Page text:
For many couples who have fought to get pregnant, fertility treatment is a miracle worker. Assisted reproductive technology is as costly financially as it is emotionally. Failure can bring some relationships to the breaking point. When it comes to diving assets, after all is said and done, one Glenwood Springs couple is facing an unexpected dilemma in their divorce proceedings. After separating almost everything that made up their life as a married couple, the dispute arose when it could not be determined whom the recipient of the contents within a particular freezer would be.
In vitro success
The pair is not quarreling over the freezer per se; it is what is inside that counts. Six embryos left over from when the couple was going through in vitro fertilization (IVF) treatments are at the center of the heated battle. Mom wants more children and dad is done having kids, especially with his ex. Although the pair has three biological children thanks to the repeated IVF cycles, the problem of what should happen to the fertilized eggs remains. When both parties created the embryos; who has the right to custody?
Women have the right not to be a gestational parent just as both genders do when the issue is genetic parenthood. Using the 14th Amendment as a guide, some argue that the rights of individuals to decide to have a child includes the right to not. Constitutionally there is no way to oblige someone into becoming a parent. The other side of the argument asserts that the embryos are not just eggs, but people and that what is at stake is the preservation or termination of a life.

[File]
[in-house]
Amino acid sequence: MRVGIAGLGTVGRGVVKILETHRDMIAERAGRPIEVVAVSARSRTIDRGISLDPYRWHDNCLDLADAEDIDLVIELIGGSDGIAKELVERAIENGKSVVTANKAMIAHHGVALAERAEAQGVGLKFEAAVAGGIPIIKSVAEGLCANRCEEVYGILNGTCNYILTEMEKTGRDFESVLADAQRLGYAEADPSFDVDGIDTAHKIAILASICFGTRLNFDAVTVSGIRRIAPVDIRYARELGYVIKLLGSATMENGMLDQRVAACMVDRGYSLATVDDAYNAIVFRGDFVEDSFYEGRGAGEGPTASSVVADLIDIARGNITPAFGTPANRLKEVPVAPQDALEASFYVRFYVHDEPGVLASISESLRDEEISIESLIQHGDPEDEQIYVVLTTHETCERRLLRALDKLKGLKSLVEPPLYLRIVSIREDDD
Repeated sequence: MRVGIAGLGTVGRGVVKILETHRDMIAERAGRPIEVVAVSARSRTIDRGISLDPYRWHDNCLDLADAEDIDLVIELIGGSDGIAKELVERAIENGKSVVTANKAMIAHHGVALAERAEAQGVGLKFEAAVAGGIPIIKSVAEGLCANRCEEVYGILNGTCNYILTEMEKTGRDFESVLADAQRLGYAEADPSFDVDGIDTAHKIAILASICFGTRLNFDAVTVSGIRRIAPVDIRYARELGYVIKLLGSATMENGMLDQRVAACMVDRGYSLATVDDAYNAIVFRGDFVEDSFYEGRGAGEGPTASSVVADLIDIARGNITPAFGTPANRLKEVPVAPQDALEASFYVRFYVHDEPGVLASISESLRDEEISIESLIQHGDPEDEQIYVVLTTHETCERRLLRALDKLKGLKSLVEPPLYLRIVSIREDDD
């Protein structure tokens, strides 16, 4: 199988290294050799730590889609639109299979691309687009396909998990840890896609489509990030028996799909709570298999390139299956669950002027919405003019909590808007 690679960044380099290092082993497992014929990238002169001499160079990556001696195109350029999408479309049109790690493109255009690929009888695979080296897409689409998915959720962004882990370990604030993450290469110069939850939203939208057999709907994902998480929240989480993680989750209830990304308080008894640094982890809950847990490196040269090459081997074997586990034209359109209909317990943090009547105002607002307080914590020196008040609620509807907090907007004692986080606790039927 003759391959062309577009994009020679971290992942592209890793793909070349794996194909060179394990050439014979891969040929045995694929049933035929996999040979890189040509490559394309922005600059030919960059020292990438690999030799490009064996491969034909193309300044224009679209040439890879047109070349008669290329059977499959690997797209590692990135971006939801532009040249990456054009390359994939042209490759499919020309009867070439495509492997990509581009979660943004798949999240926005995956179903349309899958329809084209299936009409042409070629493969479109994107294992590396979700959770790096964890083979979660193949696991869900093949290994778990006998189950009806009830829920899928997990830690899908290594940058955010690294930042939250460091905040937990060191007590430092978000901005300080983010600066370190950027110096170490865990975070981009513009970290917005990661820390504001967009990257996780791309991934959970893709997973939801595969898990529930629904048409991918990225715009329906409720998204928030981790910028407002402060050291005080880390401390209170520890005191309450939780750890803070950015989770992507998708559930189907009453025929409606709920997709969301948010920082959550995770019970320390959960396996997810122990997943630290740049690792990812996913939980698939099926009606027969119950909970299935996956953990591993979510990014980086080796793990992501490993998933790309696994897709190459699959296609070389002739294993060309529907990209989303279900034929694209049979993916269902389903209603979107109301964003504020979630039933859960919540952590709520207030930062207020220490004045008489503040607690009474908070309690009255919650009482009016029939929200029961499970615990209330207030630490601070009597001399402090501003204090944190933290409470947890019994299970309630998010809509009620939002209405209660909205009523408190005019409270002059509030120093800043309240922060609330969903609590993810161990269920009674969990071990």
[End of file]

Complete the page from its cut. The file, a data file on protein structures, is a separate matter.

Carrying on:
Custody of embryos and whether they should be discarded or brought to term is an argument that looks different for each couple. Even though the outcome is uncertain in these types of cases, there is one thing that remains a constant. The creation of life is a beautiful thing but being forced into parenthood is not.